Two hundred or so kilometers to the southwest of the Altai Scarp you will find a mix of large and small highland craters that may catch your eye as they did mine. Many have written of the “boring” look-a-like craters of this region but good lighting can make a big difference in appeal here. Ancient Riccius crater (71 km.) is a worn, an almost obliterated remnant, covered and surrounded by crater from 10-15 km. of various ages. Adjacent to Riccius is crater Rabbi Levi (81 km.) with an interesting short chain of craters across its floor. The next crater Zagut (84 km.) is the largest of those in the sketch with Zagut A (11 km.) near the center of the floor and Zagut E (35 km.) pushed through the eastern wall of Zagut. Next to Zagut is crater Lindenau (53 km.) which is younger than the other large crater here as evidenced by the sharper rim and what looks like a part of a central peak remaining.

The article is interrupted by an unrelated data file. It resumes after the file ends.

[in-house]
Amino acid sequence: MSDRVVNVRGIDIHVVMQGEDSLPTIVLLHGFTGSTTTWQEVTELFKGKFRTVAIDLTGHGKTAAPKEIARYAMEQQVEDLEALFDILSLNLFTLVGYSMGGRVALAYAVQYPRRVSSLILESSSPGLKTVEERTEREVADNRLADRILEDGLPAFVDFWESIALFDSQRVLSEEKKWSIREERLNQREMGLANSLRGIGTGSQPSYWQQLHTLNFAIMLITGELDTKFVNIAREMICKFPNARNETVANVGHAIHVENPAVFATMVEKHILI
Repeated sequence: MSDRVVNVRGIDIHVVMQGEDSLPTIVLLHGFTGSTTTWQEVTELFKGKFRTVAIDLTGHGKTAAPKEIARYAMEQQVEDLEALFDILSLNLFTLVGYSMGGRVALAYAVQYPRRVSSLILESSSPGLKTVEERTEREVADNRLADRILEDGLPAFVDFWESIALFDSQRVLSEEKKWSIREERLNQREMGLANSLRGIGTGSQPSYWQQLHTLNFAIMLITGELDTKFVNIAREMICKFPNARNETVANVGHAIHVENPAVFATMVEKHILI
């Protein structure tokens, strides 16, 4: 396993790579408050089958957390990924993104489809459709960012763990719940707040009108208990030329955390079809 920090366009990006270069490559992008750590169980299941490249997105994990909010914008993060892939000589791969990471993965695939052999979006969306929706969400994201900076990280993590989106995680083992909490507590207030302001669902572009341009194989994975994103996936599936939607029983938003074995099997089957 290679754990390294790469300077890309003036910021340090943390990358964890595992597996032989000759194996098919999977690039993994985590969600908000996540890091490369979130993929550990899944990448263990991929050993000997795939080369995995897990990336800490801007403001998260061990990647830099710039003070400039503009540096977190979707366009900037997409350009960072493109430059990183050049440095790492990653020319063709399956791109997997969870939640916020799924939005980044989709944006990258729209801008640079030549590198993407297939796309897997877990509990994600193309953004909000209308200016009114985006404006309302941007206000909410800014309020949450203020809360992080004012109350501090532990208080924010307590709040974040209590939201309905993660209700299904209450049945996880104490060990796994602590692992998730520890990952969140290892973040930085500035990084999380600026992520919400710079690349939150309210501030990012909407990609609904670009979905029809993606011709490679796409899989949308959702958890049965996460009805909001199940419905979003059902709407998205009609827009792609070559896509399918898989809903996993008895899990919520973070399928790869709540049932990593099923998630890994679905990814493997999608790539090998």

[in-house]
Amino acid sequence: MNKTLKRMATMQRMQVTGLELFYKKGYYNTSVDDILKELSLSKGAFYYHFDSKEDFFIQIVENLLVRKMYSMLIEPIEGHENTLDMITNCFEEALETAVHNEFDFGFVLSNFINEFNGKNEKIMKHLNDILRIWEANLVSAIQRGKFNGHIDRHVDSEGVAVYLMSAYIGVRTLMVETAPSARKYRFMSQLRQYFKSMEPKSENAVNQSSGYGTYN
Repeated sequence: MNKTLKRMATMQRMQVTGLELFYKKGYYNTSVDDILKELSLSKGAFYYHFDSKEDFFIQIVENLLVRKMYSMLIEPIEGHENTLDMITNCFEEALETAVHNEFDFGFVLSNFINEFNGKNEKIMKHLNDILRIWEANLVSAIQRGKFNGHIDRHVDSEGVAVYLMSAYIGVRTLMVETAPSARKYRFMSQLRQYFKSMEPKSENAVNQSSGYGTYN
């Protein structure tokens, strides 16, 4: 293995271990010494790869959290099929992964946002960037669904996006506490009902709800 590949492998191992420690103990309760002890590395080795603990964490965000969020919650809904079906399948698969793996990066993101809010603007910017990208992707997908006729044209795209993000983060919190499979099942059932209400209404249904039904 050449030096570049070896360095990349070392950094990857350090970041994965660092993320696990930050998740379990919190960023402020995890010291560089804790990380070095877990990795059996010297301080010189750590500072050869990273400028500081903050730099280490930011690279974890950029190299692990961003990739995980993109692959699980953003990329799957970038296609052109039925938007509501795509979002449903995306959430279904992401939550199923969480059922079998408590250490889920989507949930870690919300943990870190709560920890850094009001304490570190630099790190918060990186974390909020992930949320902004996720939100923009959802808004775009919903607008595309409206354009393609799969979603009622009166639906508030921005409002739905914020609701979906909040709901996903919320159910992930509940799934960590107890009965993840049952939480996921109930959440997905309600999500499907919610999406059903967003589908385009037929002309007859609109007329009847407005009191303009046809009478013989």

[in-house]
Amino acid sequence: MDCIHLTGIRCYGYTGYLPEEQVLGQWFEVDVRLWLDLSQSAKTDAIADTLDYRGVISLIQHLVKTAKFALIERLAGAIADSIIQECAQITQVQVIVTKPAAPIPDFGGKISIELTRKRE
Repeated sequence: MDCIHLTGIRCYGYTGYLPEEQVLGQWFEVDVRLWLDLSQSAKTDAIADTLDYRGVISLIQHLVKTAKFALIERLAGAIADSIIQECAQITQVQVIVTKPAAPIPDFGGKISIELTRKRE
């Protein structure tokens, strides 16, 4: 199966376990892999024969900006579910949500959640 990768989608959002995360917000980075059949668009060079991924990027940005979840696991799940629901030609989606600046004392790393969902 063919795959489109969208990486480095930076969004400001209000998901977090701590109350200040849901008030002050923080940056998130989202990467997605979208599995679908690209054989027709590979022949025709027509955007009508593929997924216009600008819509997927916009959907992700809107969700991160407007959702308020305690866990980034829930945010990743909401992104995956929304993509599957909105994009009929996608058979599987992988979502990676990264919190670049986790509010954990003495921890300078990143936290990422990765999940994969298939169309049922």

A fine summer evening of observing and sketching after a long spell of poor weather.
Sketching and Equipment:
For this sketch, I used black Strathmore 400 Artagain paper 8” x 12”, white and
black Conte’ pastel pencils and blending stumps.
Telescope: 10 inch f/5.7 Dobsonian and 6 mm eyepiece (241x) riding on an equatorial platform
Date: 07-04-2014, 01:15-02:50 UT
Temperature: 16° C (60° F)
Seeing: Average – Antoniadi III
Colongitude: 349.0 °
Lunation: 6.7 days
Illumination: 36 %
7 thoughts on “Another Look Near to the Altai Scarp at Higher Sun”
Whaw Frank, that’s a big deal ! This kind of area is so difficult to sketch! Thank you to share this new masterpiece.
A fascinating sight and fun to sketch. Thank you.
It is really conte drawing?
Your technic and artistic sense is always amaging!
I hope to learn your moon sketching method someday.. 🙂
Another very impressive pice of work Frank, you are so prolific and each piece gets better and better.
Dale UK 🙂
Nightwid and Dale,
Thank you guys.
i can’t get enough of this lunar sketching.
impressive sketch! Simply wonderful!
BTW: Quite funny: I live in a German village called Lindenau… 🙂
I’m certain the Lindenau of Germany is a much nicer place to live than the Lunar Lindenau.